Plaintiffs filing an injunction claimed they had tried to work with wind developer NextEra to implement project features to minimize the threat to wildlife, but were rebuffed. The groups, backed up by letters of concern from the U.S. Fish and Wildlife Service (FWS) and the California Department of Fish and Game, asked Kern County to insist on greater environmental protection measures, but Kern’s Board of Supervisors approved the project without amendments in September 2011. FWS said that they would not issue take permits for the species, meaning that any wind turbine injuring a condor might face criminal charges.
During 2011, five of nine large solar projects approved the prior year by state and federal regulators in time to qualify for federal loan guarantees became entangled in environmental impact litigation. A lawsuit filed by the Loma Prieta Chapter of the Sierra Club, the Santa Clara Valley Audobon Society, and Save Panoche Valley sought to stop a 399 megawatt, 3,200 acre solar plant in the Panoche Valley, 130 miles southwest of San Francisco. As the plaintiff’s attorney told the court, “No one disputes the necessity for solar energy … but it’s improper on this site.”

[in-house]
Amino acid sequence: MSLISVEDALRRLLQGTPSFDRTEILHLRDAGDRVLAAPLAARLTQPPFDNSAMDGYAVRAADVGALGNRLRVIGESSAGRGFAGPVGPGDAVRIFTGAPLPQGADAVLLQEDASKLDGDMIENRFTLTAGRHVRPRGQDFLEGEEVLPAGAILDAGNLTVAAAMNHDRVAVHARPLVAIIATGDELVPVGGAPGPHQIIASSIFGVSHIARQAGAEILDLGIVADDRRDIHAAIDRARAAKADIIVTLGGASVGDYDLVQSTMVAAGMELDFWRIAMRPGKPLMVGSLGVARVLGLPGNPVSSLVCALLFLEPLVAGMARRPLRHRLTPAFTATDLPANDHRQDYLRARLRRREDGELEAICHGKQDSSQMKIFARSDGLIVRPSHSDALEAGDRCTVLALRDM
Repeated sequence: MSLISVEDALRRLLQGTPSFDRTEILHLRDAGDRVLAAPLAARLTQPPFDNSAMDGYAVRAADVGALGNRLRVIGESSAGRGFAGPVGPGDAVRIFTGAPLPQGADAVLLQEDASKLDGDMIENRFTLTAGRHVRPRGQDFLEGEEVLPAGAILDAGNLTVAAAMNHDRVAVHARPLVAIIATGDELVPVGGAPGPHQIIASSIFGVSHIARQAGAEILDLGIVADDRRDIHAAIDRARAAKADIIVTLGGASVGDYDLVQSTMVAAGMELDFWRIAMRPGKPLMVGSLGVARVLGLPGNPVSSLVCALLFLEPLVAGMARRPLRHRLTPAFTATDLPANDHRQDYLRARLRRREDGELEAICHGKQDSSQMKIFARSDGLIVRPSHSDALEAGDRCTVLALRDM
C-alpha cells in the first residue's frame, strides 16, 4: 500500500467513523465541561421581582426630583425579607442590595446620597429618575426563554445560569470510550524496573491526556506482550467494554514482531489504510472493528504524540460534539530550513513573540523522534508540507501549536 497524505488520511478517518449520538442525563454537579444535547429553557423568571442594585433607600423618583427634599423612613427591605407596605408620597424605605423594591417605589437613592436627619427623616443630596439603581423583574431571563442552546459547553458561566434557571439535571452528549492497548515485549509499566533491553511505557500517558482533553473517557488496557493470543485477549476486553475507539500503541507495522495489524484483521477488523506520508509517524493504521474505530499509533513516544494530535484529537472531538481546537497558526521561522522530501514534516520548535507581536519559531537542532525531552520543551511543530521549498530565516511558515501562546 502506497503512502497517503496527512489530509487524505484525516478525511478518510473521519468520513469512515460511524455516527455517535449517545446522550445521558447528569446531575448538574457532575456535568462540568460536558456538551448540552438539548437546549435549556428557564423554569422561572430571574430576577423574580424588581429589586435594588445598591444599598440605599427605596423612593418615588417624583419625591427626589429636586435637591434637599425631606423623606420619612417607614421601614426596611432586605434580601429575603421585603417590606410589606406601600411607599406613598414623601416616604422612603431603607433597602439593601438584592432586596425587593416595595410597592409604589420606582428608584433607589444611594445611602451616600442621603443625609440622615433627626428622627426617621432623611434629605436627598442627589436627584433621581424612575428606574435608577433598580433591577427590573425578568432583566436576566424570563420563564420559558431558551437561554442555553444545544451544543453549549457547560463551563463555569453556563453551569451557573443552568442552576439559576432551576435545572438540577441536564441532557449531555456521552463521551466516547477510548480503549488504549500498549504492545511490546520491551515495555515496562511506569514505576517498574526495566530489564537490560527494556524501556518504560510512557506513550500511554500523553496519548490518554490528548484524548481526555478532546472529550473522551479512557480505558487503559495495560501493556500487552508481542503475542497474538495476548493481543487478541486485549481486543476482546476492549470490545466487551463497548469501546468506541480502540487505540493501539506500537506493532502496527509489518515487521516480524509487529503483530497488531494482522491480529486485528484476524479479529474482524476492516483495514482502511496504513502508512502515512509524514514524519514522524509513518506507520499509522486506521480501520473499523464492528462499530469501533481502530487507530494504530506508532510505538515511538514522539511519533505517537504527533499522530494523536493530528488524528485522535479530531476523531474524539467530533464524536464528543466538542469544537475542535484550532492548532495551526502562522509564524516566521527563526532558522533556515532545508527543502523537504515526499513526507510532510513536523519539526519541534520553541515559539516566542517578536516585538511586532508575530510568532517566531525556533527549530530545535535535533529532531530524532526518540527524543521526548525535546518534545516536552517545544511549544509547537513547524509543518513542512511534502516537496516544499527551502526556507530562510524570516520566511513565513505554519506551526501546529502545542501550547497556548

The organizations claimed that the project introduced potential risks of hazardous materials and emissions, wildfires and noise which would degrade air quality, prime farmland, cultural resources and endangered species (the blunt-nosed lizard, San Joakin kit fox and giant kangaroo rat). They charged that many of the inadequacies were caused in a rush to approve the project in order to qualify it for federal stimulus dollars.
In 2012, the Sierra Club, Natural Resources Defense Council (NRDC) and Defenders of Wildlife also filed suit to stop another 663 megawatt 4,600-acre Calico solar plant to be built on 7.2 square miles in the Mohave Desert northeast of Los Angeles. Originally planned to provide 850 megawatts of electricity generated by 30,000 solar dishes standing 40 feet high, the project was scaled back over concern about impacts on desert tortoises. Regardless, the deal ran into more problems with the Sierra Club, which joined with California Unions for Reliable Energy over the developer’s hiring of non-union labor. Together, they petitioned the state Supreme Court to block the project on environmental grounds.